Well-stated Erika.  It would be great to shine a light on those journalists who resist the trend for sensationalism and ARE challenged by quality.  But we, as consumers of news, have a major role in this drama.  Other than your post today, what are we demanding?  I’m tempted to turn Woody Allen’s famous line – “Too much reality is not what the people want” – on its head.  Particularly in the US we have grown into a society of workaholics – grinding along without conscious meaning.  For relief from that numbness we seek hyper reality.  That is to say that “news,” like video games, is meeting the demand for distraction rather than the desire for edification.  Those of us who seek meaning are living in a different time-space continuum!  Taking the time to read, explore, discuss in community and act is a core value – one we’d like to see reflected in quality journalism.

  11. AliceAshmore
    AliceAshmore says:

    Thank you Erika. I began my career as a newspaper journalist in 1982, and this old-school journalist loves your post. I blame the 24-hour news cycle, and corporate greed for much of what is wrong with reporting today.

  12. edmahoney1805
    edmahoney1805 says:

    Nicely written.  I guess I’m surprised we are still so deep in the learning phase of new media.  Even social media specifically has been prevalent for several years now.  Are journalists a bit slow?  It’s their friggin profession.  At a certain level, nothing has really changed.  Sources are sources.

  13. clarealeece
    clarealeece says:

    I agree with Alice – so much of this is so much about ratings and viewers and so little about the news.  The ads and the $$$$ involved are ruining true journalism.

  14. megcarpen
    megcarpen says:

    I was on Facebook long enough last night to read one post about Boston, and it was hideous. It shared deaths, some of the injuries, and it made me simultaneously start crying and ill. I had to log off, and I was a bit scared by what I would see this morning. I’ve honestly avoided all articles about the bombing, as the information is still too new, and they don’t have it all. I remember growing up when one of the local news stations emphasized that they were always first, first with the story, first on the scene, first with interviews. Well, now I would like to see accuracy replace speed. It simply increases fear to start shooting off random numbers and ideas, and please, please people, quit showing all of the truly horrible images. Don’t hide reality, but remember that we don’t need to see the bodies either. Knowing that there are bodies is harsh enough. Seeing the gore is usually unnecessary.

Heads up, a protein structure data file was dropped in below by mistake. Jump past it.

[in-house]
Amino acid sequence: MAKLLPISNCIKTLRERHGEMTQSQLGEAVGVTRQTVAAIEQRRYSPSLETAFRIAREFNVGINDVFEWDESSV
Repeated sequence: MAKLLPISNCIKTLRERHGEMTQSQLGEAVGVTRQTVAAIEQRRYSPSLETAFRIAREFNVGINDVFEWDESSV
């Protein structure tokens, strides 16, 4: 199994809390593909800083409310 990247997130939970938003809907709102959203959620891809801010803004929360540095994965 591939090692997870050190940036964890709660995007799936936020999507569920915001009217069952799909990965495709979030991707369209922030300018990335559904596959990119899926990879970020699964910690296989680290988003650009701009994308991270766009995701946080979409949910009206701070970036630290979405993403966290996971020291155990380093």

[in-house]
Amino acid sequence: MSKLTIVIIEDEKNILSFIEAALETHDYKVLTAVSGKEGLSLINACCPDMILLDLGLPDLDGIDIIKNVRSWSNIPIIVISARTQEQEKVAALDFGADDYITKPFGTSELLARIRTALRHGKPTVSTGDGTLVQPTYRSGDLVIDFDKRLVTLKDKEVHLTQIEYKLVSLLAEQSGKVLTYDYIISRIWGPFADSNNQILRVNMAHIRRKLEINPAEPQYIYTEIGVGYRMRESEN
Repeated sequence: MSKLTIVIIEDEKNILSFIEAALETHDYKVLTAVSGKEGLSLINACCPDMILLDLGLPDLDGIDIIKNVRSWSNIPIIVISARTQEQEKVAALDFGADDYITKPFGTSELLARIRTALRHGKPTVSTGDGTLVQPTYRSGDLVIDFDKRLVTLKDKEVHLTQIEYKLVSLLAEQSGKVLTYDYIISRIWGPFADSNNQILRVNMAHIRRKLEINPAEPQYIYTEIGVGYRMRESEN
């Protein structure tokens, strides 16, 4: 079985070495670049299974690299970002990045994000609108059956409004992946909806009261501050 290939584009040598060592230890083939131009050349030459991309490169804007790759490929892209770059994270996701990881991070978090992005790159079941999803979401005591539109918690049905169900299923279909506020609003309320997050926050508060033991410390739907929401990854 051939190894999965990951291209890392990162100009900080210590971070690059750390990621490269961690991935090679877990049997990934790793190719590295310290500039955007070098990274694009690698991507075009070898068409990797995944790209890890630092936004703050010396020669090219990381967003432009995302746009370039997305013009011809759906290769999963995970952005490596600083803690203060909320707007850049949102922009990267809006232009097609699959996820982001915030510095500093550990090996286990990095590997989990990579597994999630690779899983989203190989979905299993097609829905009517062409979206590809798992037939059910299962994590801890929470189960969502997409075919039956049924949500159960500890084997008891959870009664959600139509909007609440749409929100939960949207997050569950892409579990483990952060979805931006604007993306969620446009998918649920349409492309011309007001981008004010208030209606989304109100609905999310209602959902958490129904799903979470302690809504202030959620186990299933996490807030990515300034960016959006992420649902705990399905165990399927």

15. MikeKorner
    MikeKorner says:

    1) Right on! Extra points for tossing AP Style out the
    window 🙂
    2) The state of journalism today is appalling. In general,
    the media is short on facts, long on bias, and short on courage. Integrity used
    to be synonymous with Journalism. I bet there aren’t five journalists today
    with the investigative skills needed to break a story like Watergate … let
    alone the guts.
    3) But, alas, we the people are not innocent. We are impatient, and until the
    media gives us the news, we rightfully do what we can to understand what we can
    about the situation affecting our families, friends, or fellow humans. I have
    to admit that I like getting news from ground zero without the filter of mainstream
    media. Until it becomes too chaotic. Then I head to one of the three-letter
    channels expecting the facts. I think there’s a bona fide need for the mainstream
    media provided they do their job. Otherwise, they will be replaced by citizen
    4) “No – we will not allow you to act that way in the
    comments sections of our articles”
    Amen! There are so many media entities (national and local)
    with unattended websites and Facebook pages. They allow comments and don’t
    moderate. Predictably, it becomes a free-for-all. I think they have the moral
    responsibility to monitor their comments and maintain civility.
    It’s fine for people to speculate about what happened, and it’s
    fine to have vigorous debate. But when people start calling other people idiots
    (and all of the various derivatives), the site owner (or moderator) needs to
    step in and restore order. I think they need to call out kindness, call out
    evil, and call bullshit where appropriate.
    Our world is a mess right now. I think every one of us who
    are part of what Patton Oswalt called “The Good”, need to step up and
    hold the media accountable.

  16. Barbara Joy
    Barbara Joy says:

    Amen and pass my ipad! Slowly people are voting to receive a better quality news (and information) via the new sources available online…..will it take turning off their lights to provide this wake up call?